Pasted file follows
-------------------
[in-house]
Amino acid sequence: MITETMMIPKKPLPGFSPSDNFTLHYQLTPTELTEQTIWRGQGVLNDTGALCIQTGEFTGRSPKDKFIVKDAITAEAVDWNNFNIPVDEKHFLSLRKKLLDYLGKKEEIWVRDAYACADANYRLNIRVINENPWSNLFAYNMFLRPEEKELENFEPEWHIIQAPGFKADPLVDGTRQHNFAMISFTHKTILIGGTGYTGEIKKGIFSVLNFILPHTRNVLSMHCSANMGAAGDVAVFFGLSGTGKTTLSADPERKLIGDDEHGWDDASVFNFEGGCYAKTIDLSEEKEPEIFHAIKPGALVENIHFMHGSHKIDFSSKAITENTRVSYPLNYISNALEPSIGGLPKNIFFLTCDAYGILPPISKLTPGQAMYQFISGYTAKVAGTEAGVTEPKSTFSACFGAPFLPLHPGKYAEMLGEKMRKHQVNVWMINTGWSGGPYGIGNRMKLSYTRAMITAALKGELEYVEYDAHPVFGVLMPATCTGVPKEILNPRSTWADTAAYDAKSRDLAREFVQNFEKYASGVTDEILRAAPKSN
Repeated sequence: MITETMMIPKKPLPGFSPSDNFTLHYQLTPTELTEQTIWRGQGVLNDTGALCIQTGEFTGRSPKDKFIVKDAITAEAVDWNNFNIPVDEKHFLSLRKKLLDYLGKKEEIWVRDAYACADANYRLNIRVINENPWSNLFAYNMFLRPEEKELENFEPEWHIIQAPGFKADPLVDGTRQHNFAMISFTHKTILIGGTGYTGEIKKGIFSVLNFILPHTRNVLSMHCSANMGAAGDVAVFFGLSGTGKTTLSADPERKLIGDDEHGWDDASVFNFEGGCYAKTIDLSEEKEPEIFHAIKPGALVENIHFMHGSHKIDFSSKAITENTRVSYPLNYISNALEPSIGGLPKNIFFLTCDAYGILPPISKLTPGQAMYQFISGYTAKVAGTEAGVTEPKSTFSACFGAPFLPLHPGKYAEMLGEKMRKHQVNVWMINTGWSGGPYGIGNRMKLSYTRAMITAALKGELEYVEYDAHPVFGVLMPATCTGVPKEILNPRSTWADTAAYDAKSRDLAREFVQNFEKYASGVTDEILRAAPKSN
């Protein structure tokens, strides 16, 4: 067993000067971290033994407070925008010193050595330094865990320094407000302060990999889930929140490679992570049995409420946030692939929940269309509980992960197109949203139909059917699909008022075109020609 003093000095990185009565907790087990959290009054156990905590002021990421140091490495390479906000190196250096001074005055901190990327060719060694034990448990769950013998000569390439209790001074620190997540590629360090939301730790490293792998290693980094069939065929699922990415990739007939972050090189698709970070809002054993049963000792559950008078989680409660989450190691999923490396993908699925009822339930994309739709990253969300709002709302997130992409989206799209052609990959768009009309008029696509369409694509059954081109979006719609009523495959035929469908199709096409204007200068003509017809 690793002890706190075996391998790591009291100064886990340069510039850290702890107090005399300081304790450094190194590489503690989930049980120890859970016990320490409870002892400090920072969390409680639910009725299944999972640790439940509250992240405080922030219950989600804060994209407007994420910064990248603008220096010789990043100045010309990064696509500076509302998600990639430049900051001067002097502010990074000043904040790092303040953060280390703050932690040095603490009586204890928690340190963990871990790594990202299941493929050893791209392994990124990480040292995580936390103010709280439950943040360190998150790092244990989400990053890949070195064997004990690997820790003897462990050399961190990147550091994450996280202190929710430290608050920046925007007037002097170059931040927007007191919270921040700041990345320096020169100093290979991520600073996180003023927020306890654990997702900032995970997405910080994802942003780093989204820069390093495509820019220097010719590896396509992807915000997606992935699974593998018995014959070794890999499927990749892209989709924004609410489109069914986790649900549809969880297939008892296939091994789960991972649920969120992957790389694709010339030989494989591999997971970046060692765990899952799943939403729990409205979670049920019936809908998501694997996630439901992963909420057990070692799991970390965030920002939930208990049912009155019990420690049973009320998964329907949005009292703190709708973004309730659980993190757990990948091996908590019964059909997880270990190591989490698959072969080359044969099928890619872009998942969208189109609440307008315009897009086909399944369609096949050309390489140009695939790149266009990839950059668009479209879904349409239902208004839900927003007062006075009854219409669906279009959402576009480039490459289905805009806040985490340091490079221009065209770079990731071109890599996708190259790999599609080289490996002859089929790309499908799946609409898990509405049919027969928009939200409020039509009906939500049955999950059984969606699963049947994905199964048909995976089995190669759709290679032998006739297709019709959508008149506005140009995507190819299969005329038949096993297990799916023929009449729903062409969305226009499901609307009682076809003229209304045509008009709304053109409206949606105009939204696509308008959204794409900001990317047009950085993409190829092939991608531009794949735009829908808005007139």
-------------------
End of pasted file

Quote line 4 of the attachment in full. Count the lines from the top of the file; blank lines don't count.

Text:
């Protein structure tokens, strides 16, 4: 067993000067971290033994407070925008010193050595330094865990320094407000302060990999889930929140490679992570049995409420946030692939929940269309509980992960197109949203139909059917699909008022075109020609 003093000095990185009565907790087990959290009054156990905590002021990421140091490495390479906000190196250096001074005055901190990327060719060694034990448990769950013998000569390439209790001074620190997540590629360090939301730790490293792998290693980094069939065929699922990415990739007939972050090189698709970070809002054993049963000792559950008078989680409660989450190691999923490396993908699925009822339930994309739709990253969300709002709302997130992409989206799209052609990959768009009309008029696509369409694509059954081109979006719609009523495959035929469908199709096409204007200068003509017809 690793002890706190075996391998790591009291100064886990340069510039850290702890107090005399300081304790450094190194590489503690989930049980120890859970016990320490409870002892400090920072969390409680639910009725299944999972640790439940509250992240405080922030219950989600804060994209407007994420910064990248603008220096010789990043100045010309990064696509500076509302998600990639430049900051001067002097502010990074000043904040790092303040953060280390703050932690040095603490009586204890928690340190963990871990790594990202299941493929050893791209392994990124990480040292995580936390103010709280439950943040360190998150790092244990989400990053890949070195064997004990690997820790003897462990050399961190990147550091994450996280202190929710430290608050920046925007007037002097170059931040927007007191919270921040700041990345320096020169100093290979991520600073996180003023927020306890654990997702900032995970997405910080994802942003780093989204820069390093495509820019220097010719590896396509992807915000997606992935699974593998018995014959070794890999499927990749892209989709924004609410489109069914986790649900549809969880297939008892296939091994789960991972649920969120992957790389694709010339030989494989591999997971970046060692765990899952799943939403729990409205979670049920019936809908998501694997996630439901992963909420057990070692799991970390965030920002939930208990049912009155019990420690049973009320998964329907949005009292703190709708973004309730659980993190757990990948091996908590019964059909997880270990190591989490698959072969080359044969099928890619872009998942969208189109609440307008315009897009086909399944369609096949050309390489140009695939790149266009990839950059668009479209879904349409239902208004839900927003007062006075009854219409669906279009959402576009480039490459289905805009806040985490340091490079221009065209770079990731071109890599996708190259790999599609080289490996002859089929790309499908799946609409898990509405049919027969928009939200409020039509009906939500049955999950059984969606699963049947994905199964048909995976089995190669759709290679032998006739297709019709959508008149506005140009995507190819299969005329038949096993297990799916023929009449729903062409969305226009499901609307009682076809003229209304045509008009709304053109409206949606105009939204696509308008959204794409900001990317047009950085993409190829092939991608531009794949735009829908808005007139």